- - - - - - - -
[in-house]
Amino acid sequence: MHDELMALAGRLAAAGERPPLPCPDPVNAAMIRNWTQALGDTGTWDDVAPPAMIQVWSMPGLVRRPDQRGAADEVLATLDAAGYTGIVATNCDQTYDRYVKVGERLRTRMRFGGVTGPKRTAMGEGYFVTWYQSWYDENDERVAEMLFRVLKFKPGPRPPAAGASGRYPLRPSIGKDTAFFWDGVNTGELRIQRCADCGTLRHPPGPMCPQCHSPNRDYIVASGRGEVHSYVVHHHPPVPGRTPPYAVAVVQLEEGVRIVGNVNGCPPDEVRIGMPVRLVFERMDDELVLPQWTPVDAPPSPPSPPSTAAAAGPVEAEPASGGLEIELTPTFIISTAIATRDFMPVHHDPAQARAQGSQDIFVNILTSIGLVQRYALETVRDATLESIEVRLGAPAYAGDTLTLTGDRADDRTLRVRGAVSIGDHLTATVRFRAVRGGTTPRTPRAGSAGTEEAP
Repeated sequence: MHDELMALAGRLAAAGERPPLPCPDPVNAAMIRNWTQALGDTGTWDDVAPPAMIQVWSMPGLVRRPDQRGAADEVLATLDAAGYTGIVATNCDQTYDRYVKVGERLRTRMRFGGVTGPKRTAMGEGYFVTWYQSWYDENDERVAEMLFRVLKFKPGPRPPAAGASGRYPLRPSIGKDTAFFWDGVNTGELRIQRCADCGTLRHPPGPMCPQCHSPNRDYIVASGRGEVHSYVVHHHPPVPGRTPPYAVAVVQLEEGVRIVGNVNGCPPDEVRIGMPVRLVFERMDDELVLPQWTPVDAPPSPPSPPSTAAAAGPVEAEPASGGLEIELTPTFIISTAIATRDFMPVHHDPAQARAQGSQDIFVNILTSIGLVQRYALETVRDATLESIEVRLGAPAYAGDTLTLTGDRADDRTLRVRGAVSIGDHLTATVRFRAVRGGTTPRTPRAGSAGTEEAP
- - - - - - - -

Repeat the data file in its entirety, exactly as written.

[in-house]
Amino acid sequence: MHDELMALAGRLAAAGERPPLPCPDPVNAAMIRNWTQALGDTGTWDDVAPPAMIQVWSMPGLVRRPDQRGAADEVLATLDAAGYTGIVATNCDQTYDRYVKVGERLRTRMRFGGVTGPKRTAMGEGYFVTWYQSWYDENDERVAEMLFRVLKFKPGPRPPAAGASGRYPLRPSIGKDTAFFWDGVNTGELRIQRCADCGTLRHPPGPMCPQCHSPNRDYIVASGRGEVHSYVVHHHPPVPGRTPPYAVAVVQLEEGVRIVGNVNGCPPDEVRIGMPVRLVFERMDDELVLPQWTPVDAPPSPPSPPSTAAAAGPVEAEPASGGLEIELTPTFIISTAIATRDFMPVHHDPAQARAQGSQDIFVNILTSIGLVQRYALETVRDATLESIEVRLGAPAYAGDTLTLTGDRADDRTLRVRGAVSIGDHLTATVRFRAVRGGTTPRTPRAGSAGTEEAP
Repeated sequence: MHDELMALAGRLAAAGERPPLPCPDPVNAAMIRNWTQALGDTGTWDDVAPPAMIQVWSMPGLVRRPDQRGAADEVLATLDAAGYTGIVATNCDQTYDRYVKVGERLRTRMRFGGVTGPKRTAMGEGYFVTWYQSWYDENDERVAEMLFRVLKFKPGPRPPAAGASGRYPLRPSIGKDTAFFWDGVNTGELRIQRCADCGTLRHPPGPMCPQCHSPNRDYIVASGRGEVHSYVVHHHPPVPGRTPPYAVAVVQLEEGVRIVGNVNGCPPDEVRIGMPVRLVFERMDDELVLPQWTPVDAPPSPPSPPSTAAAAGPVEAEPASGGLEIELTPTFIISTAIATRDFMPVHHDPAQARAQGSQDIFVNILTSIGLVQRYALETVRDATLESIEVRLGAPAYAGDTLTLTGDRADDRTLRVRGAVSIGDHLTATVRFRAVRGGTTPRTPRAGSAGTEEAP